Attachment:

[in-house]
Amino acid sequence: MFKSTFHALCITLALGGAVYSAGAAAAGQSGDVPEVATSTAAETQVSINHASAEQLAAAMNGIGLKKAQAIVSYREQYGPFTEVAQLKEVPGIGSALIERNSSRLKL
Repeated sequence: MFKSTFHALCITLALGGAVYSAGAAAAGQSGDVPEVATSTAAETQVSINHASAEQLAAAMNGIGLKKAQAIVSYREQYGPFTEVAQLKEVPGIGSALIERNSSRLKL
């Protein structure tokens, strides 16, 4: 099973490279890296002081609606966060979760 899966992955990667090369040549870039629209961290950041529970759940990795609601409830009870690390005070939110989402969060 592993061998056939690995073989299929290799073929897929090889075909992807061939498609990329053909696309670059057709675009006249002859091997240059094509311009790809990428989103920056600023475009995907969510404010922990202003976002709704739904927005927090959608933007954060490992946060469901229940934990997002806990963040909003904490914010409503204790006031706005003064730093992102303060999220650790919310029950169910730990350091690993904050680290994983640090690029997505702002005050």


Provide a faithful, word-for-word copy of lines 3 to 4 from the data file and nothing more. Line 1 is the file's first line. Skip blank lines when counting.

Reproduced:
Repeated sequence: MFKSTFHALCITLALGGAVYSAGAAAAGQSGDVPEVATSTAAETQVSINHASAEQLAAAMNGIGLKKAQAIVSYREQYGPFTEVAQLKEVPGIGSALIERNSSRLKL
């Protein structure tokens, strides 16, 4: 099973490279890296002081609606966060979760 899966992955990667090369040549870039629209961290950041529970759940990795609601409830009870690390005070939110989402969060 592993061998056939690995073989299929290799073929897929090889075909992807061939498609990329053909696309670059057709675009006249002859091997240059094509311009790809990428989103920056600023475009995907969510404010922990202003976002709704739904927005927090959608933007954060490992946060469901229940934990997002806990963040909003904490914010409503204790006031706005003064730093992102303060999220650790919310029950169910730990350091690993904050680290994983640090690029997505702002005050």